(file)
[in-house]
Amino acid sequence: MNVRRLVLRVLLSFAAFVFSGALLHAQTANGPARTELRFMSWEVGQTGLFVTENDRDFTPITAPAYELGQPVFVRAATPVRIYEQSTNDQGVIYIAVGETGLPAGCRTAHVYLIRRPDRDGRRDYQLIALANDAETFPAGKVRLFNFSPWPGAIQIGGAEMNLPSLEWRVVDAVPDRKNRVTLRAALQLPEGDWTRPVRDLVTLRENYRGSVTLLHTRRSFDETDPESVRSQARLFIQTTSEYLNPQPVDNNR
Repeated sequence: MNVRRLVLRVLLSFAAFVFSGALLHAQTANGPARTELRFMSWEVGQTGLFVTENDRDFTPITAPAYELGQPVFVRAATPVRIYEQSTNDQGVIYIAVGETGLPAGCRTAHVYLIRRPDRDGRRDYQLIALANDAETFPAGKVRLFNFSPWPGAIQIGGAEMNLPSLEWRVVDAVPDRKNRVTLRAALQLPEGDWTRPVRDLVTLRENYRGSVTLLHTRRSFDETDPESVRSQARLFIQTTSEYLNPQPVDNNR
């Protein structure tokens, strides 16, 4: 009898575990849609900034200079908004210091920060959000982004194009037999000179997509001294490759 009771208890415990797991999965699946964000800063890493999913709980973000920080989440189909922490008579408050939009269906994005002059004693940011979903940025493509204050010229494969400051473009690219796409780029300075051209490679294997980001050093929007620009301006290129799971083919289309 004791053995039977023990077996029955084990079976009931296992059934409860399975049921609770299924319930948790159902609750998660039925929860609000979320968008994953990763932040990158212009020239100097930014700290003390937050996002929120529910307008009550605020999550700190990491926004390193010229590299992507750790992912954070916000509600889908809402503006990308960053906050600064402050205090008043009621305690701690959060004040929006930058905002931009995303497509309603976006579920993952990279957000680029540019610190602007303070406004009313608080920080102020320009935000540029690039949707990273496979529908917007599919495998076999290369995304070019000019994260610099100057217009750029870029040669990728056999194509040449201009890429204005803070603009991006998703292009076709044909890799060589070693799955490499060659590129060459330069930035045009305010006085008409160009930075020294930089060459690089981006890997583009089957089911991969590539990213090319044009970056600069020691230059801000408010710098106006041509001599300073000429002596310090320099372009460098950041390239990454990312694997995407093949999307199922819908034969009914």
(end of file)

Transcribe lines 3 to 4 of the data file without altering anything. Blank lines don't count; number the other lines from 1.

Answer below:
Repeated sequence: MNVRRLVLRVLLSFAAFVFSGALLHAQTANGPARTELRFMSWEVGQTGLFVTENDRDFTPITAPAYELGQPVFVRAATPVRIYEQSTNDQGVIYIAVGETGLPAGCRTAHVYLIRRPDRDGRRDYQLIALANDAETFPAGKVRLFNFSPWPGAIQIGGAEMNLPSLEWRVVDAVPDRKNRVTLRAALQLPEGDWTRPVRDLVTLRENYRGSVTLLHTRRSFDETDPESVRSQARLFIQTTSEYLNPQPVDNNR
């Protein structure tokens, strides 16, 4: 009898575990849609900034200079908004210091920060959000982004194009037999000179997509001294490759 009771208890415990797991999965699946964000800063890493999913709980973000920080989440189909922490008579408050939009269906994005002059004693940011979903940025493509204050010229494969400051473009690219796409780029300075051209490679294997980001050093929007620009301006290129799971083919289309 004791053995039977023990077996029955084990079976009931296992059934409860399975049921609770299924319930948790159902609750998660039925929860609000979320968008994953990763932040990158212009020239100097930014700290003390937050996002929120529910307008009550605020999550700190990491926004390193010229590299992507750790992912954070916000509600889908809402503006990308960053906050600064402050205090008043009621305690701690959060004040929006930058905002931009995303497509309603976006579920993952990279957000680029540019610190602007303070406004009313608080920080102020320009935000540029690039949707990273496979529908917007599919495998076999290369995304070019000019994260610099100057217009750029870029040669990728056999194509040449201009890429204005803070603009991006998703292009076709044909890799060589070693799955490499060659590129060459330069930035045009305010006085008409160009930075020294930089060459690089981006890997583009089957089911991969590539990213090319044009970056600069020691230059801000408010710098106006041509001599300073000429002596310090320099372009460098950041390239990454990312694997995407093949999307199922819908034969009914």